Beyond the Shadowed Earth
Joanna Ruth Meyer
Page Street Books
Published January 14, 2020
About Beyond the Shadowed Earth
It has always been Eda’s dream to become empress, no matter the cost. Haunted by her ambition and selfishness, she’s convinced that the only way to achieve her goal is to barter with the gods. But all requests come with a price and Eda bargains away the soul of her best friend in exchange for the crown.
Years later, her hold on the empire begins to crumble and her best friend unexpectedly grows sick and dies. Gnawed by guilt and betrayal, Eda embarks on a harrowing journey to confront the very god who gave her the kingdom in the first place. However, she soon discovers that he’s trapped at the center of an otherworldly labyrinth and that her bargain with him is more complex than she ever could have imagined.
Set in the same universe as Joanna’s debut, BENEATH THE HAUNTING SEA, BEYOND THE SHADOWED EARTH combines her incredible world building and lush prose with a new, villainous lead.
So one of the things I love to find in books is a faith-positive atmosphere. It doesn’t have to be a story about faith or promoting faith, though I’m not opposed to that either. Like most people, it does bug me if the message feels pushy or preachy.
BEYOND THE SHADOWED EARTH definitely scratched that faith-positive-story itch for me. I liked that Eda wrestled a lot with her faith. She had very specific perceptions of who the gods were and what they were obligated to do for her. Yeah, that can’t possibly backfire. Ha.
So at the beginning of the book, Eda is this powerful, proud, sometimes cruel empress who, underneath her harsh exterior, is terrified of losing power. I had a harder time connecting with her at the beginning of the book. She does some ugly things.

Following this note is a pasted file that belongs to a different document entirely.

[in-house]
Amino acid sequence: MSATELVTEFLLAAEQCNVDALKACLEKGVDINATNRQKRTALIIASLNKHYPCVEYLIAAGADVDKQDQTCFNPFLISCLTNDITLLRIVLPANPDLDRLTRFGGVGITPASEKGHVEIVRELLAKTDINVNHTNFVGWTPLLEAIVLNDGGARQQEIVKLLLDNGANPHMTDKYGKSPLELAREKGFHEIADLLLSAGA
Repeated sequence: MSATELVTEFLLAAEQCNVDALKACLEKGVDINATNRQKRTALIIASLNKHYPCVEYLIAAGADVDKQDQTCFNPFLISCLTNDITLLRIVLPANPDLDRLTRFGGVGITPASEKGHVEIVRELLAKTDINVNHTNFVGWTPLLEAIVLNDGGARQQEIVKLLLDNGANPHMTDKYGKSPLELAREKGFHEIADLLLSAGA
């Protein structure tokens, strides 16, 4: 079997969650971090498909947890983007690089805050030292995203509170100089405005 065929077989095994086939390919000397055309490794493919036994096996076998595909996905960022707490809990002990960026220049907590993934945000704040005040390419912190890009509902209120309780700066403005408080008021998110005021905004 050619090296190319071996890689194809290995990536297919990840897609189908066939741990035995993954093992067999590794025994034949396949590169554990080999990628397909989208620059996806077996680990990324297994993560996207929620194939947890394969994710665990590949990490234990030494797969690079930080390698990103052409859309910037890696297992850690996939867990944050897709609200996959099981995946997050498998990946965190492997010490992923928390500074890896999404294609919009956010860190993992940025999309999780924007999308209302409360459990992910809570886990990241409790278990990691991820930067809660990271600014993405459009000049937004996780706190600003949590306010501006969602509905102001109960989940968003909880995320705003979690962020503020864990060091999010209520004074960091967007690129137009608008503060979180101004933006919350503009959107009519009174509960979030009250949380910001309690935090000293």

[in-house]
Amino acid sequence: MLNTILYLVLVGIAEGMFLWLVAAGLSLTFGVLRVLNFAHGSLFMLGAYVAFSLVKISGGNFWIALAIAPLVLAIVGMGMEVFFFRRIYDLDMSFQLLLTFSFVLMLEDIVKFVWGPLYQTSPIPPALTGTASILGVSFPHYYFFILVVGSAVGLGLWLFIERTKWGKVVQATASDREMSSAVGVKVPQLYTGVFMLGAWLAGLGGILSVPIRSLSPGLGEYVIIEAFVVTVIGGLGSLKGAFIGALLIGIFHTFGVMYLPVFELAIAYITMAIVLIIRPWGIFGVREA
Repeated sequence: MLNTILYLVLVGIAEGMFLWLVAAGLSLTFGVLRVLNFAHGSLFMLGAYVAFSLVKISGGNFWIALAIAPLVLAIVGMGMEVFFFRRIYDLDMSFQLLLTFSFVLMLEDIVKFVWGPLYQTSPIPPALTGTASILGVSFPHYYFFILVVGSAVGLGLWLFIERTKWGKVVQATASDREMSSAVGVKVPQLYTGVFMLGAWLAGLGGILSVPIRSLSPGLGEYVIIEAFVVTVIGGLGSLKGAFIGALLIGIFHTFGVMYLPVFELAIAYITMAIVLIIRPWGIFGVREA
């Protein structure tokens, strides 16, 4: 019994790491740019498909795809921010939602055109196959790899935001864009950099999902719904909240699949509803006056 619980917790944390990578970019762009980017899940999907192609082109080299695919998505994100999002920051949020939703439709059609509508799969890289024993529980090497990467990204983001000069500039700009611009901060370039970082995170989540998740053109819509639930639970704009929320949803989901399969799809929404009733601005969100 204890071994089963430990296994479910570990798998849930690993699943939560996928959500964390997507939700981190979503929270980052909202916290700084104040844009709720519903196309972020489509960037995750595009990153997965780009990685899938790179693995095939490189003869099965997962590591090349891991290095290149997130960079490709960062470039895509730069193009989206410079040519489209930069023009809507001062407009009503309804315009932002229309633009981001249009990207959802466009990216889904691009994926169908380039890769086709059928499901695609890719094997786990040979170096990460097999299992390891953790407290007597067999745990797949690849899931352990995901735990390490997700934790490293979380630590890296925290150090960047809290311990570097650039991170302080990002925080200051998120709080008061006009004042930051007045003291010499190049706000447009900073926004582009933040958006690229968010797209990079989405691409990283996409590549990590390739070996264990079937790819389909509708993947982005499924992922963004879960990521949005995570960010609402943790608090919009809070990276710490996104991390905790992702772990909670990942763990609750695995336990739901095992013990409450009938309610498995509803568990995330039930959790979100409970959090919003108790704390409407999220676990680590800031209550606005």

But as the story progresses and she begins to understand what her bargain with her god means, she becomes a different person. As that change began to happen, I got much more deeply invested in the story.
The faith-positive theme and strong-willed heroine reminded me of GIRL OF FIRE AND THORNS by Rae Carson. I think readers who enjoyed THE NEVER TILTING WORLD by Rin Chupeco, which also shows a lot of interaction between the gods and humankind, will like the way that BEYOND THE SHADOWED EARTH is told.
Recommended for Ages 14 up.
There are some class and culture clashes between different countries and people of faiths.
Profanity/Crude Language Content
Mild profanity used infrequently.
Kissing between boy and girl.
Eda worships the god Tuer, and has made a bargain with him. She meets others who serve him and who serve other gods and goddesses. Supernatural things seem to follow her– guiding her in the direction of the god’s plan for her. There’s an interesting heirarchy– the One created the gods and spirits and seems to rule over them. Some spirits were banished for rebelling against the gods and the One, and not oppose them.
Some references to torture. Some graphic battle violence and death. Situations of peril.
Occasionally, Eda drinks wine to escape her problems.
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